The National Crime Agency has today released its annual report on organised crime.
The report indicates that organised crime is now affecting more people than any other form of crime. The rise is being driven by the exploitation of new technologies, such as encrypted communications and dark web marketplaces. Gregory Webb, CEO at Bromium commented below.
Gregory Webb, CEO at Bromium:
“The threat of crime to businesses and people is growing and dark web platforms like Tor and the Invisible Internet Project offer criminals a way to evade law enforcement and commoditise cybercrime and other activities, like the sale of guns and drugs. This platform criminality model is productising cyber threats and making cybercrime as easy as shopping online. Not only is it easy to access cybercriminal tools, services and expertise: it means enterprises and governments alike are going to see more sophisticated, costly and disruptive attacks. It is equally easy for them to wash that money and convert it into cash – and the rise in use of unregulated, virtual currencies is making this even easier. We can’t solve this problem using old thinking or outdated technology. By focusing on new methods of cybersecurity that protect rather than detect, we believe we can make cybercrime a lot harder, allowing organisations and the security industry to disrupt this web of profit.”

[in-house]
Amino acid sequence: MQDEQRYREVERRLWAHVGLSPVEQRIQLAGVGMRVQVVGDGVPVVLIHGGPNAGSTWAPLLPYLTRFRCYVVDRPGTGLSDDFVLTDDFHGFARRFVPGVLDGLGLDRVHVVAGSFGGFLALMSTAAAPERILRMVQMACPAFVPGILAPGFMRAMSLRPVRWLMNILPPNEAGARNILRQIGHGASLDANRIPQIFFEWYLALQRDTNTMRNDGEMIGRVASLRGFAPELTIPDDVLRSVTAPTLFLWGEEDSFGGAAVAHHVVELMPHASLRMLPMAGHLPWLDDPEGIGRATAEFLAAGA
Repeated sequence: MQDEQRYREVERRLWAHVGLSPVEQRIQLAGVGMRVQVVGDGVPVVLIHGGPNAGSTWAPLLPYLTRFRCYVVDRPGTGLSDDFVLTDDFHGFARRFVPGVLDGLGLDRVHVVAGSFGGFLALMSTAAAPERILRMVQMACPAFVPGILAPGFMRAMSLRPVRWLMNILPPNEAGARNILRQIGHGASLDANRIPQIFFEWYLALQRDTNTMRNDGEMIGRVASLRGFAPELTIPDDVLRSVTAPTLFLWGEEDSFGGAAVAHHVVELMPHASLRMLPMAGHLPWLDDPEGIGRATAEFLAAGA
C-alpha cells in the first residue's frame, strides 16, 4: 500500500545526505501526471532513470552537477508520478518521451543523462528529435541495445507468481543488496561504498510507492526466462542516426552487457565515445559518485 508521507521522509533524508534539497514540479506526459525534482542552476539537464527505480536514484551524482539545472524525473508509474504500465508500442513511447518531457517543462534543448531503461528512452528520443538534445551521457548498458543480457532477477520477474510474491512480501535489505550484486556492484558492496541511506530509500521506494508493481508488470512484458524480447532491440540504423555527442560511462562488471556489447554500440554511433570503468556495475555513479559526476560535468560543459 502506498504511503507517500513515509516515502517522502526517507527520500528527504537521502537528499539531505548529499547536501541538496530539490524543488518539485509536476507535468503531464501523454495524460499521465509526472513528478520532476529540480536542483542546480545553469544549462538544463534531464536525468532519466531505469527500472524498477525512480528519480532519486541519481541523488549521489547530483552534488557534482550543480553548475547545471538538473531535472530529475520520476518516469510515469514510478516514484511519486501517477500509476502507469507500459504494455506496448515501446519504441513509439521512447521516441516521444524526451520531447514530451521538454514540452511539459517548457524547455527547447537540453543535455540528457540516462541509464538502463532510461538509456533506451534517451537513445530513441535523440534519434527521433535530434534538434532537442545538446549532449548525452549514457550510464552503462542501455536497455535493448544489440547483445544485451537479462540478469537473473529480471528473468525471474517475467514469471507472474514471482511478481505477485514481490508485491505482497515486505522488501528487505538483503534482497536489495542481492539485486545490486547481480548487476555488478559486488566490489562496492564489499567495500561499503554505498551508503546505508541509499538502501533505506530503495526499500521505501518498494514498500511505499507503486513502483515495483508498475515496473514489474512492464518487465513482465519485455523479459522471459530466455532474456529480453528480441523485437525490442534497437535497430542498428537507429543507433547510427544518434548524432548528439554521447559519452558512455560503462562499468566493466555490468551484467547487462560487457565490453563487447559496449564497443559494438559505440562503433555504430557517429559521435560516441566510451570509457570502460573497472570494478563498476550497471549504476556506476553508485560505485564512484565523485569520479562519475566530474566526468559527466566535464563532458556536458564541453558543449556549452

Stats from Web of Profit report:
- With cryptocurrency increasingly used by criminals as a method of cleaning cash, around 25% property payments are expected to be in cryptocurrency within the next few years
- 20% of cybercriminals interviewed (from a sample of c. 100 first hand interviews) admitted to channelling revenues into the production of drugs and human trafficking
- 57% of dark web activity is now associated with trading drugs
- AlphaBay – one of the largest illicit marketplaces in history – was found to have over 250,000 listings for illegal drugs and firearms when it was taken down
- 95% of money mule activity has links to cybercrime